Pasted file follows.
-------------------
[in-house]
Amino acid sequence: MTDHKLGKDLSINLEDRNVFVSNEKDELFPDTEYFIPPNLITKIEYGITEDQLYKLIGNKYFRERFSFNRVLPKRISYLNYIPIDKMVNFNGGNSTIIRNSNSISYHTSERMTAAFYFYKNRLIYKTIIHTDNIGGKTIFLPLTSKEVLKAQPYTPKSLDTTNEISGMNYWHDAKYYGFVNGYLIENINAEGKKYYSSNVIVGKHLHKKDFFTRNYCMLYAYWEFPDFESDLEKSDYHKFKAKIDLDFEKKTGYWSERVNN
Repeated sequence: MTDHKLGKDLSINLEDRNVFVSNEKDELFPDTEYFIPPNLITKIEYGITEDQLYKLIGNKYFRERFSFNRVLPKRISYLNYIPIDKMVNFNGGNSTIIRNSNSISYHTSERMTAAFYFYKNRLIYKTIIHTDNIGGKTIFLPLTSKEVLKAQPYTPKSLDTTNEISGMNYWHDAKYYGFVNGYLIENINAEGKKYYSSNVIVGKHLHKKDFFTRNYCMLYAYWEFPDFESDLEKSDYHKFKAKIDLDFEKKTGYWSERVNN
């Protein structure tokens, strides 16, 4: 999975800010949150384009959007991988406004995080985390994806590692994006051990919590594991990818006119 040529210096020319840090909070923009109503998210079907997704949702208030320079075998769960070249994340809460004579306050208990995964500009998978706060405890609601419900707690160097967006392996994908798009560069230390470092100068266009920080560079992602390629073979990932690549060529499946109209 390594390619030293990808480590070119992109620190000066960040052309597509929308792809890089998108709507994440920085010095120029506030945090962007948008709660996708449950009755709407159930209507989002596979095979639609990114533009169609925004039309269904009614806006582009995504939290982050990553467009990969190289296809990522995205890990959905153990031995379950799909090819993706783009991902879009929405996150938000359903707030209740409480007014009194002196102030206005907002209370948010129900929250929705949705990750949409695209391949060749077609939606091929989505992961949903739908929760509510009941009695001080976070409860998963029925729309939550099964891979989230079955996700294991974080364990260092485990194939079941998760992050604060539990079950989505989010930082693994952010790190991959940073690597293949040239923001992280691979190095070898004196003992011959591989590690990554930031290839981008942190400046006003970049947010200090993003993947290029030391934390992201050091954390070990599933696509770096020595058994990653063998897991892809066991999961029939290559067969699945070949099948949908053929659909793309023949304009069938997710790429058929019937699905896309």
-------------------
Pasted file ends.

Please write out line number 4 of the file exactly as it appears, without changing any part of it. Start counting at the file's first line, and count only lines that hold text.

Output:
């Protein structure tokens, strides 16, 4: 999975800010949150384009959007991988406004995080985390994806590692994006051990919590594991990818006119 040529210096020319840090909070923009109503998210079907997704949702208030320079075998769960070249994340809460004579306050208990995964500009998978706060405890609601419900707690160097967006392996994908798009560069230390470092100068266009920080560079992602390629073979990932690549060529499946109209 390594390619030293990808480590070119992109620190000066960040052309597509929308792809890089998108709507994440920085010095120029506030945090962007948008709660996708449950009755709407159930209507989002596979095979639609990114533009169609925004039309269904009614806006582009995504939290982050990553467009990969190289296809990522995205890990959905153990031995379950799909090819993706783009991902879009929405996150938000359903707030209740409480007014009194002196102030206005907002209370948010129900929250929705949705990750949409695209391949060749077609939606091929989505992961949903739908929760509510009941009695001080976070409860998963029925729309939550099964891979989230079955996700294991974080364990260092485990194939079941998760992050604060539990079950989505989010930082693994952010790190991959940073690597293949040239923001992280691979190095070898004196003992011959591989590690990554930031290839981008942190400046006003970049947010200090993003993947290029030391934390992201050091954390070990599933696509770096020595058994990653063998897991892809066991999961029939290559067969699945070949099948949908053929659909793309023949304009069938997710790429058929019937699905896309």